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Filed under --WAYNE COUNTY GA--, Jesup GA

Billy’s Restaurant, Tifton

Several restaurants have been located here over the years. The old Billy’s Restaurant sign appears to date to the 1950s or thereabouts. It was most recently Hawk-Eye Bar-B-Que.

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Filed under --TIFT COUNTY GA--, Tifton GA

Dairy Lane, Sandersville

The Dairy Lane Sandersville GA Android Counter Interior Photograph Copyright Brian Brown Vanishing South Georgia USA 2015

This unassuming building is home to one of the most successful restaurants in Georgia. Hudson “Hut” Avant opened Dairy Lane as a summer-only business in 1953, after twice being turned down for a Dairy Queen franchise in Sandersville. It became a year-round business in 1957 and hasn’t slowed down a bit ever since. Though it changed hands in 1995, it never lost site of its mission to be a gathering place for its community. It serves the standard fare: hamburgers, hot dogs, shakes, barbeque and fountain drinks, but that’s where it’s similarity to almost anywhere else in the region ends.

The Dairy Lane Sandersville GA Customer Android Photograph Copyright Brian Brown Vanishing South Georgia USA 2015

To someone who’s never been, it’s almost hard to believe how busy this place can be, especially on weekends. A number of people have commented that it’s a must-stop for people traveling through Sandersville en route to Georgia games from all over South Georgia, and there’s a good bit of football memorabilia displayed throughout the restaurant.  Seeing the lines at the counter when I walked in the door, with people sitting on benches waiting for their orders, I almost thought I was in the Varsity.

If you’re in Sandersville, you really don’t want to miss the Dairy Lane. It is what it is and in its lack of pretension and deference to another time, that’s enough to make it legendary.


Filed under --WASHINGTON COUNTY GA--, Sandersville GA

Jimbo’s Log Kitchen, Homerville

Jimbos Log Kitchen Homerville GA Landmark Restaurant Closed Photograph Copyright Brian Brown Vanishing South Georgia USA 2015

The Steedley family has operated this landmark, from tavern to restaurant to catering business, since the Great Depression. I don’t believe the restaurant is still open but it was famous far beyond Homerville. Travelers passing through this isolated town on busy US 84 depended on its good food and friendly atmosphere for generations.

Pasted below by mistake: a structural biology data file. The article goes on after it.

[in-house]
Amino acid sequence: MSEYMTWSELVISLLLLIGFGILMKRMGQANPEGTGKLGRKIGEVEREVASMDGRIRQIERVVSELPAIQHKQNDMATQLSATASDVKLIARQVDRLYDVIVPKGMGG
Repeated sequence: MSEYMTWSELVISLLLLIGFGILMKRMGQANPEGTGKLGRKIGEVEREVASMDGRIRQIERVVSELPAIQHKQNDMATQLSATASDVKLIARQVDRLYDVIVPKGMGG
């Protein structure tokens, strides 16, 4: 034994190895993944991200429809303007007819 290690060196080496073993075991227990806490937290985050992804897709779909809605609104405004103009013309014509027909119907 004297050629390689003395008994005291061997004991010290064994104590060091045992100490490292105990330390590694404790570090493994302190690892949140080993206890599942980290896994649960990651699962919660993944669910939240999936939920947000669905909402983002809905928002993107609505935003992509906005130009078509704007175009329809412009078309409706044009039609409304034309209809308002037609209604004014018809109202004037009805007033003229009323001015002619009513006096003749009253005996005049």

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Filed under --CLINCH COUNTY GA--, Homerville GA

Barbeque Shed, Telfair County

Roadside Barbecue BBQ Shed Signs Ham Smoked Sausage Telfair County GA Photograph Copyright Brian Brown Vanishing South Georgia USA 2014

I’ve shot this several times in the past eight or so years.

Roadside Barbecue BBQ Shed Old Indian River Fruit Roadside Signs Telfair County GA Photograph Copyright Brian Brown Vanishing South Georgia USA 2014


Filed under --TELFAIR COUNTY GA--

Brinson’s Bar-B-Que, Emmalane

brianbrownphotography on Instagram Photograph of Patrons at Brinson's Barbeque Jenkins County GA Photograph Copyright Brian Brown Vanishing South Georgia USA 2013

Brinson’s is a well-loved institution in Jenkins County. Located south of Millen on West Old Savannah Road, you’ll know it’s open if there’s a plume of smoke pouring from the pits behind the simple cinder block building and a parking lot full of pickup trucks. Unless you have a big appetite, order the small barbeque plate. I ordered the regular and it was enough food for two people. (They also have a large plate). The sauce is a bit tangier than you’ll find further south in Georgia, but it was very good. And the Brunswick stew was served over rice, not something often seen in restaurants. Three slices of Sunbeam bread, a generous helping of potato salad, and Brinson’s sweet tea complete this classic Southern meal. Brinson’s actual address, in case you need to put it in your GPS: 3924 West Old Savannah Road, Millen, Georgia 30442. Their telephone number is (478) 982-4570.